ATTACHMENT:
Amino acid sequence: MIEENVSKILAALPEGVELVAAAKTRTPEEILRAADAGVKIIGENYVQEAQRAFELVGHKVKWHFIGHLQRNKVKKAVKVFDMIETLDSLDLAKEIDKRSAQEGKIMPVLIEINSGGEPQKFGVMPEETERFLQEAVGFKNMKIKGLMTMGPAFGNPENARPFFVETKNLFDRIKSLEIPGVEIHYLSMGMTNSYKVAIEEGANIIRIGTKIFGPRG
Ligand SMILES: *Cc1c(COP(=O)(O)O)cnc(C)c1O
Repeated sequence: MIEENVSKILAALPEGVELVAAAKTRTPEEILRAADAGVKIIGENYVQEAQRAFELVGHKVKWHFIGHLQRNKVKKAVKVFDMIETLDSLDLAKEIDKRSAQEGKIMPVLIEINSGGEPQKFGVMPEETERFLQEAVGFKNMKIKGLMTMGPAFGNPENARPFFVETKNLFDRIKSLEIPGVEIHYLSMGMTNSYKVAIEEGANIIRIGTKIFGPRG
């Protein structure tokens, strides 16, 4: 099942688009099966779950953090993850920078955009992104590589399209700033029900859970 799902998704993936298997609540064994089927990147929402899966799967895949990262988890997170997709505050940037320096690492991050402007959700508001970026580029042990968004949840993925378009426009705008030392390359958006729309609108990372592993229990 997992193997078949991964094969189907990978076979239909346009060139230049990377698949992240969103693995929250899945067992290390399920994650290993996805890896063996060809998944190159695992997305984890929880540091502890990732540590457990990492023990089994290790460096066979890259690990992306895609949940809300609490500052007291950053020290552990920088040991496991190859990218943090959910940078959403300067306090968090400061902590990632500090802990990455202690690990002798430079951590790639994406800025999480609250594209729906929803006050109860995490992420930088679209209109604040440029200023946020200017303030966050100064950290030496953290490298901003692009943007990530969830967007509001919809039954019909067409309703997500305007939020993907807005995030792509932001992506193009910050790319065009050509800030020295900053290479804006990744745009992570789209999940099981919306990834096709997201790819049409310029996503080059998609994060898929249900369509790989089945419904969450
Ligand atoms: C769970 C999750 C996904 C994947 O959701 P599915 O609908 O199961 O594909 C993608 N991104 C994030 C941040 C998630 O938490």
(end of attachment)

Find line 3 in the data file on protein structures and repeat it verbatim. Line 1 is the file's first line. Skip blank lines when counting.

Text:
Repeated sequence: MIEENVSKILAALPEGVELVAAAKTRTPEEILRAADAGVKIIGENYVQEAQRAFELVGHKVKWHFIGHLQRNKVKKAVKVFDMIETLDSLDLAKEIDKRSAQEGKIMPVLIEINSGGEPQKFGVMPEETERFLQEAVGFKNMKIKGLMTMGPAFGNPENARPFFVETKNLFDRIKSLEIPGVEIHYLSMGMTNSYKVAIEEGANIIRIGTKIFGPRG